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Rain and route disruptions put historical monument courses at risk

Key features of Milano-Sanremo, Paris-Roubaix, and Tour of Flanders all at risk due to landslides or red tape.

FLORENCE, Italy (VN) — Heavy Italian rain has flooded in Venice in recent days, and caused landslides up and down ‘the boot’ of Italy, causing alarm for the famous Poggio climb closing the Milano-Sanremo monument. The race organizer faces running its monument without the iconic climb, where Julian Alaphilippe (Deceuninck-Quick Step) forged his winning move in 2019.

The Tour of Flanders and Paris-Roubaix also face issues with climbs and cobbled sectors.

The 3.7km road to the Poggio village that comes after nearly 280km of racing in the Italian monument is currently closed. Local authorities say landslides are in progress and over €10 million ($11.1m) is needed to correct the situation. It appears to be a mission impossible with Milano-Sanremo three months away, March 21, in a cash-strapped country famous for slow works.

“During the week, further checks will be carried out, but we have already requested an urgent intervention by ANAS [Italian highway department] and the Liguria Region to protect the soil and prevent hydrogeological instability on the entire slope,” Mayor Alberto Biancheri told Riviera24.

“The problem has intensified due to the recent heavy rains and with a yellow alert, further rainfall will be expected.”

Organizer RCS Sport added the climb to Poggio in 1960, veering the riders off the main Aurelia seaside road, to toughen the race. Later in 1982, the longer Cipressa was added ahead of the Poggio.

The race passes six curves and four switchbacks going up, and numerous curves and seven switchbacks racing down with breathtaking views of the Mediterranean Sea. For many years, Giorgio Furlan held the record ascent of 5:46 from the 1994 edition. In 2019, though, Michal Kwiatkowski (Ineos) set the new mark at 5:41 minutes.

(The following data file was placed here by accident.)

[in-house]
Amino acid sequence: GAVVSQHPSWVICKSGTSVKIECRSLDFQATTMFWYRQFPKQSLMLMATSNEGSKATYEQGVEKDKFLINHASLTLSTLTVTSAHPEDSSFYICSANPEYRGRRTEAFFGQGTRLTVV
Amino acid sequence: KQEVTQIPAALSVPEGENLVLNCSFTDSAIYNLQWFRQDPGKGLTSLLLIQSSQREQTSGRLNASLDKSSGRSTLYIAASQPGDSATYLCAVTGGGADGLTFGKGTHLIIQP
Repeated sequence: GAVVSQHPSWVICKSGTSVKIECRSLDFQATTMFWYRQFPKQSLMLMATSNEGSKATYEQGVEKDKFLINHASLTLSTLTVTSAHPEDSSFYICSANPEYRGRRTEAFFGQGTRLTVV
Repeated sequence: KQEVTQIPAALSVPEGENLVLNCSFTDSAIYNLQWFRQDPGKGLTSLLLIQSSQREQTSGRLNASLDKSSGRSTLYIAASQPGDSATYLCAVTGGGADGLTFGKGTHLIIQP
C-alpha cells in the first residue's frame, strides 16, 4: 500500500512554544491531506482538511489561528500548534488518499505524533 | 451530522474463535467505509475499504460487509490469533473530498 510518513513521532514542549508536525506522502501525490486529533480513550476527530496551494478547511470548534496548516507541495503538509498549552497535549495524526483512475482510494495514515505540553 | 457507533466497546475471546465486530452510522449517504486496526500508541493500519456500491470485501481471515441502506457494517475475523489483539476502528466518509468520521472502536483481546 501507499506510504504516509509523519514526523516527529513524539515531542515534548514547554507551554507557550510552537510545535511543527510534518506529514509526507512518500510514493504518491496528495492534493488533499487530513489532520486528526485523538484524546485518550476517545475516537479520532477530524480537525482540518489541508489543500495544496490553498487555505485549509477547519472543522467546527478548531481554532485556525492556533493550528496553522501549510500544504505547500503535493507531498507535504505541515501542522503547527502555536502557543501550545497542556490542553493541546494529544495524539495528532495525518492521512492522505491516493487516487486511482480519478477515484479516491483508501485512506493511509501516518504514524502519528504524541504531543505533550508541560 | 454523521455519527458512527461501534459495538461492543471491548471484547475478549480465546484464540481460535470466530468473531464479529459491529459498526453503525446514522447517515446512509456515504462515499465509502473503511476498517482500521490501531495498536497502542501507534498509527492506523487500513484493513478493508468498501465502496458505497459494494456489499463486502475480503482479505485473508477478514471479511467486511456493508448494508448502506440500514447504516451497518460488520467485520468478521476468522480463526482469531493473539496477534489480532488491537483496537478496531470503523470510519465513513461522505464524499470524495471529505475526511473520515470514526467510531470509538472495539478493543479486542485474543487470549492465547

Without the Poggio climb, the race would swing in favor of the sprinters. Perhaps Peter Sagan (Bora-Hansgrohe) would finally have his chance to win or an even purer sprinter like Caleb Ewan (Lotto-Soudal) could survive for victory.

The organizer could re-introduce La Mànie earlier on to harden the race or it could debut the Pompeiana climb, which it toyed with using in 2014.

The second monument of the year, the Tour of Flanders, could see a change to its route too. The organizer could lose Muur Van Geraardsbergen because the city is struggling to justify the money needed to feature in the famous Belgian race.

The organizer brought the climb – also known as the Kapelmuur or Muur-Kapelmuur – back in 2017 and it played a key role in the 2019 race, eventually won by Alberto Bettiol (EF Education First).

The change could come in 2021 because of the €50,000 ($55,350) fee the town must pay the organizer for the race to pass through Geraardsbergen and over its cobbled climb. Mayor Guido De Padt must decide whether this expense can be justified given he already needed to raise taxes recently and close the oldest outdoor swimming pool in Flanders.

Paris-Roubaix will already see changes in 2020. The penultimate 1.4km cobbled sector to Hem now has smooth strips of asphalt down both sides, which could potently change how the race is won.

The Willems to Hem sector already had some paving at the sides, but it was rough and irregular, so not offering much relief. In 2019, the organizer rated the sector three stars. For 2020, it may be rated less given the change.

Recognizing the significance of the change, Sep Vanmarcke (EF Education First) posted a photo with arrows pointing to the strips and wrote “Oh, no.”